It is critical that we cite the entire section as it appeared in Clement's text owing to a number of subtle differences that emerge between this second century text and our inherited material.  Most significant of all is the fact that all parties in the contemporary dispute over the proper interpretation of the material - Celsus, the Carpocratians and Clement - will agree that the material agrees or was derived from Greek philosophy and the writings of Plato in particular.

We should note that in the case of case of Celsus and the Carpocratians the connection between this material and the writings of Plato is explicit.  Celsus must have learned from Marcia and the 'Harpocratians of Salome' that the mystical doctrines contained in the gospel according to Mark was compatible with Platonic philosophy.  Clement for his part acknowledges and embraces the teachings of Plato but will not go so far as to confirm that Mark incorporated Greek philosophical teachings into his narrative.  Irenaeus by contrast seems to identify Mark as the Platonic gospel.  Hippolytus makes reference to a heretical effort to add Empedoclean doctrines to Mark while Origen makes the 'clever' argument that Plato learned his super celestial doctrines from his acquaintance with Jewish prophetic literature.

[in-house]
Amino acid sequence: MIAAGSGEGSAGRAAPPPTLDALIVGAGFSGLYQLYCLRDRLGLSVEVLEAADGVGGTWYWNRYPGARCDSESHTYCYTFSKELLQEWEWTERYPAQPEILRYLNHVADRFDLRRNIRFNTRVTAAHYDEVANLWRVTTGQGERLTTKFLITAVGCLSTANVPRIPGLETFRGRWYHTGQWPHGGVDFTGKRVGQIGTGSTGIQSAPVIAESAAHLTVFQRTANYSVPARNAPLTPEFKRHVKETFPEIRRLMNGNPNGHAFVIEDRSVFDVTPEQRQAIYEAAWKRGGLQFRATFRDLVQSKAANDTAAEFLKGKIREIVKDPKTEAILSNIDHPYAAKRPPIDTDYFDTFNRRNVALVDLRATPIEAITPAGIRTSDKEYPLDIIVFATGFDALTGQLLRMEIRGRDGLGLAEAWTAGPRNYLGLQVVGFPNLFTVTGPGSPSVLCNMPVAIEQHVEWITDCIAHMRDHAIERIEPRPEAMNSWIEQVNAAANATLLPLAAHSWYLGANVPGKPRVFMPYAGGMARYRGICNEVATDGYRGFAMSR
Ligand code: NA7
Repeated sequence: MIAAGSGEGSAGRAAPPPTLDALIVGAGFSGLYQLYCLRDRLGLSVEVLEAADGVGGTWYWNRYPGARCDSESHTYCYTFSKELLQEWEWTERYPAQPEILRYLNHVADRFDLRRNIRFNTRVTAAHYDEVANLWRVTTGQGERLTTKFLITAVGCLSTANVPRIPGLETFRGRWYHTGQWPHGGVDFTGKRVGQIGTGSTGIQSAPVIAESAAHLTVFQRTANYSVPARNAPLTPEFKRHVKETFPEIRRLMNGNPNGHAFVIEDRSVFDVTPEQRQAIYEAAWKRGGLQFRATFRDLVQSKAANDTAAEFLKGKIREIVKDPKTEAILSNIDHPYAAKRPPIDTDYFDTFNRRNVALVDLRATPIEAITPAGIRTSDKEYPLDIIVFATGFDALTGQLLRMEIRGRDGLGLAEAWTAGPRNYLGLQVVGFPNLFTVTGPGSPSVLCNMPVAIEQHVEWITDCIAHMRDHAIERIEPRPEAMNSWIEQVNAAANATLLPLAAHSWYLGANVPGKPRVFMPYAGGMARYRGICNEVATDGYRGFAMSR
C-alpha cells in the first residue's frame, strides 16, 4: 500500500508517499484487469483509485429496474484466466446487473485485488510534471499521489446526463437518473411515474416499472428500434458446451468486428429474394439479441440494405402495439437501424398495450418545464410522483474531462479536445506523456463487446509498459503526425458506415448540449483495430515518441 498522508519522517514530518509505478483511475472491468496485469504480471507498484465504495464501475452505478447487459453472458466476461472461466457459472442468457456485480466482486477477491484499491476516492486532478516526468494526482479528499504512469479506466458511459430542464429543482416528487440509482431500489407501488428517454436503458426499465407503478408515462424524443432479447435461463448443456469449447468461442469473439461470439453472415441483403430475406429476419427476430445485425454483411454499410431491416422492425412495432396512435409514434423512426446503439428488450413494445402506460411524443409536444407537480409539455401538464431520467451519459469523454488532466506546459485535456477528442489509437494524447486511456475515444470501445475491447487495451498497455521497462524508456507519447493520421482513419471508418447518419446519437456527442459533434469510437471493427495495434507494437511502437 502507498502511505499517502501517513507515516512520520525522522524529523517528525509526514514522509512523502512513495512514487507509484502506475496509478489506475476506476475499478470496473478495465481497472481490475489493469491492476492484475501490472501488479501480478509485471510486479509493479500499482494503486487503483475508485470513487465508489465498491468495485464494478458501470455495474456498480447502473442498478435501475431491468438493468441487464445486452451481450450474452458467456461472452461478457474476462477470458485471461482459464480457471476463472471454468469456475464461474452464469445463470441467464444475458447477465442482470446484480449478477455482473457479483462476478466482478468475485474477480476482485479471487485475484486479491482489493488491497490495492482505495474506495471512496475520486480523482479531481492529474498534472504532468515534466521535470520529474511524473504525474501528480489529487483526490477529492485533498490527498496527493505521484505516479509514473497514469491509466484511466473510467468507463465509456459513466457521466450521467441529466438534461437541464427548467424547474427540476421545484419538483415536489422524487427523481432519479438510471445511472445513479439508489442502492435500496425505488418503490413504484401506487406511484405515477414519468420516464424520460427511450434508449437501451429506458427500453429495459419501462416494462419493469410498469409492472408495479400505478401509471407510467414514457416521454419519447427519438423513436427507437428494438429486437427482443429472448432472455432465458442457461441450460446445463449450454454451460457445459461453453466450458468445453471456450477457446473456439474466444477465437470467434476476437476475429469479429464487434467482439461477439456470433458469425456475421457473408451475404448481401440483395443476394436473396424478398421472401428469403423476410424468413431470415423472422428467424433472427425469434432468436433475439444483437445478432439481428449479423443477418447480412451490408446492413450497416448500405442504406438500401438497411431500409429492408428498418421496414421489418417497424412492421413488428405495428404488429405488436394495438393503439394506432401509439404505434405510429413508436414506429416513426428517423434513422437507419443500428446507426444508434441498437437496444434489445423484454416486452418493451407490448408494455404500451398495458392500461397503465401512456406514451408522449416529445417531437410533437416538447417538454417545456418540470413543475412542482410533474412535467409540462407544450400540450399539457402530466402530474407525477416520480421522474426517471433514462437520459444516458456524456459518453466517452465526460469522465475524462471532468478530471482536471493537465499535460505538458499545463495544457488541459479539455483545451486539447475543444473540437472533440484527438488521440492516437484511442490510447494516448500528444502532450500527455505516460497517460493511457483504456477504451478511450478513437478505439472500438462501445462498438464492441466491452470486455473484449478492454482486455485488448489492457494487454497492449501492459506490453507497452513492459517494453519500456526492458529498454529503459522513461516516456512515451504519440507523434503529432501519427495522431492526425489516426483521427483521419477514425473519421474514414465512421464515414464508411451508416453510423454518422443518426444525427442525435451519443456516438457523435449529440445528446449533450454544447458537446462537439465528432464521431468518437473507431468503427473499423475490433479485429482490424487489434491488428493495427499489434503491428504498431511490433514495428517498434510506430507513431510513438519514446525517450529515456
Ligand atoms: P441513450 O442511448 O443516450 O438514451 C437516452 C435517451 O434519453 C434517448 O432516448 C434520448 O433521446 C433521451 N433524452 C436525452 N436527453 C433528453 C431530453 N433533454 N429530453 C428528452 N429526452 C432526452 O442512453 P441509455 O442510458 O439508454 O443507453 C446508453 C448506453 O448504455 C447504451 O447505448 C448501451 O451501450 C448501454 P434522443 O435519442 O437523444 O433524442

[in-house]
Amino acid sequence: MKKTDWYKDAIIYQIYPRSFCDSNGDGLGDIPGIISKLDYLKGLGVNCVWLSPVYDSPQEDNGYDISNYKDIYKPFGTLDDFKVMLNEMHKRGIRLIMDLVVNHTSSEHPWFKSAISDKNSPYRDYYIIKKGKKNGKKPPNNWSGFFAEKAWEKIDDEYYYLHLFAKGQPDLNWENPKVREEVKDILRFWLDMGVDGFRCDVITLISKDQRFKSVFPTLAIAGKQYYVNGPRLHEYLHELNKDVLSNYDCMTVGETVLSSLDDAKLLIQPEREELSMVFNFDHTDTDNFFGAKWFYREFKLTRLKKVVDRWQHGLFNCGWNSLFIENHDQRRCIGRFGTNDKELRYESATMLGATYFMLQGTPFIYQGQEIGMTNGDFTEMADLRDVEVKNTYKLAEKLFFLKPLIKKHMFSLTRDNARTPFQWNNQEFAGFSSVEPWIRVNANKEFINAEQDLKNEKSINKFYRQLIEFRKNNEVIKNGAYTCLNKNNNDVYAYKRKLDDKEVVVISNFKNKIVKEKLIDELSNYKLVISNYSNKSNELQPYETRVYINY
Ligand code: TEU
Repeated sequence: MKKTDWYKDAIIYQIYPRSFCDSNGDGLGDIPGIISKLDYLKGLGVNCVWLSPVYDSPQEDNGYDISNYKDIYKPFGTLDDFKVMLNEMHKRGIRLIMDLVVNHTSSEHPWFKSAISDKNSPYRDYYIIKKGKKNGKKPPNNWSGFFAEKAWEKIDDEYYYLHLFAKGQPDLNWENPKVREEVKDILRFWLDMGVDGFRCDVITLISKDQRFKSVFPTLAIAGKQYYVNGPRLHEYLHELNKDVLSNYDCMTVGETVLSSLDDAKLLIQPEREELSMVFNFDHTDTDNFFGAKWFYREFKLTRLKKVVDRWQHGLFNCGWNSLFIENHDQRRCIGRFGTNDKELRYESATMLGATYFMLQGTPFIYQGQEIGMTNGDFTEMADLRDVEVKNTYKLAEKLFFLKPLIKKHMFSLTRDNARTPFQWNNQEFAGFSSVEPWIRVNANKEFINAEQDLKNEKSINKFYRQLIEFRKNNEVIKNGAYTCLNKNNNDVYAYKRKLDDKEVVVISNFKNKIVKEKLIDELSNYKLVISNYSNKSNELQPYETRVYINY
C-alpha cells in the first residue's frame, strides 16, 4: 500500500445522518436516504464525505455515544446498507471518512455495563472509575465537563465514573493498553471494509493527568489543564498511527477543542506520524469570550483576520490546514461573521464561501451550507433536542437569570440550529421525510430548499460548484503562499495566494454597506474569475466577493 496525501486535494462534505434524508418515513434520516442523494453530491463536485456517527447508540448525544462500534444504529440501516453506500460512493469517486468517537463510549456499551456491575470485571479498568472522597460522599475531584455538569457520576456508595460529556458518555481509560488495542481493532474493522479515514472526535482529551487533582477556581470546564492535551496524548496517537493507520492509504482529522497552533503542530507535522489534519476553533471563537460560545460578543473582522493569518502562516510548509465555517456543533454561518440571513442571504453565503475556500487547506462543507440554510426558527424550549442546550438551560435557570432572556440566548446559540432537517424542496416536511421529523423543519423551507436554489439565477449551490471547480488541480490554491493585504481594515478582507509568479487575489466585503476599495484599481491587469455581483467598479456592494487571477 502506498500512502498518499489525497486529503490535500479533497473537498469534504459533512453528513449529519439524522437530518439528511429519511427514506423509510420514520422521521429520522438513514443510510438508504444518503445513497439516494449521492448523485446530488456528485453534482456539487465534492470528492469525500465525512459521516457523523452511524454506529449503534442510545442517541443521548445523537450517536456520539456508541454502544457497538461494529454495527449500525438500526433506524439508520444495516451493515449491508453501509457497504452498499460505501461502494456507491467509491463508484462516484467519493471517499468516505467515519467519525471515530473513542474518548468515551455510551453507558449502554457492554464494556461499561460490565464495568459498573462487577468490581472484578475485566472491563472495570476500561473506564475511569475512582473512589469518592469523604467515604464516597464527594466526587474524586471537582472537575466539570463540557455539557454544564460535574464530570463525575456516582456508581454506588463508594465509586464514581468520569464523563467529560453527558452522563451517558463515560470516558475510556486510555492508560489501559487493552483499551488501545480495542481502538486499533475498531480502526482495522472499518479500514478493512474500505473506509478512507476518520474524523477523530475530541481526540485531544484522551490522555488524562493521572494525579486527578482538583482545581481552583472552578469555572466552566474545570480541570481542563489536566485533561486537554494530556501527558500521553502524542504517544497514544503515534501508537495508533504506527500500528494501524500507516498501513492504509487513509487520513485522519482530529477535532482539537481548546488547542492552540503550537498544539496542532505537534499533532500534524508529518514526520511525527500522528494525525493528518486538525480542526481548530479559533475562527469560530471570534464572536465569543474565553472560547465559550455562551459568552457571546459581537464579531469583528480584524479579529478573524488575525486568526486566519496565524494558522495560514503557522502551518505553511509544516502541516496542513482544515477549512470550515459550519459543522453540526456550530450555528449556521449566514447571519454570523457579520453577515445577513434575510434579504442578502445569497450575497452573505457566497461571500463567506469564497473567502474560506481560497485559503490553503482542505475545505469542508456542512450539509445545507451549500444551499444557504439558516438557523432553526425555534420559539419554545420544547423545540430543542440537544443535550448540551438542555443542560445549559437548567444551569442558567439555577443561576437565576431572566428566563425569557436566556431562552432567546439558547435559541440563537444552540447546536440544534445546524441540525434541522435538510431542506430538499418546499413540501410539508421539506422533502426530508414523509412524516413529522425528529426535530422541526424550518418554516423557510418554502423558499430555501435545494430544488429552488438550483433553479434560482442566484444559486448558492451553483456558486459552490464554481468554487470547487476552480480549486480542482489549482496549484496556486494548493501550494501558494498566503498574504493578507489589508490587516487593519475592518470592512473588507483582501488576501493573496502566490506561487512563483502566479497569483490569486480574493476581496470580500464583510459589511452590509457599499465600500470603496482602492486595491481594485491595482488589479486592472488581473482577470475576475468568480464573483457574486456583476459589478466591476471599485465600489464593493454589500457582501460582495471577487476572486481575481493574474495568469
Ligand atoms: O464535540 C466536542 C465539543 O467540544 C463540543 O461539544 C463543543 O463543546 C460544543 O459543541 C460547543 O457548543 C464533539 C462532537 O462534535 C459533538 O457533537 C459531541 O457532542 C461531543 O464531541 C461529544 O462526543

The bottom line of course is that everyone in the period acknowledged some kind of relationship between the gospel of Mark in some form and the writings of Plato.  This is now especially difficult to see given the state of the existing manuscript.  In other words, the canonical gospel of Mark does not seem especially Platonic much less 'philosophical.'  The obvious answer from what we have already seen is that Celsus, the Carpocratians and Clement are really talking about 'Secret Mark' which is clearly 'mystical' in nature as Clement notes many times in his Letter to Theodore.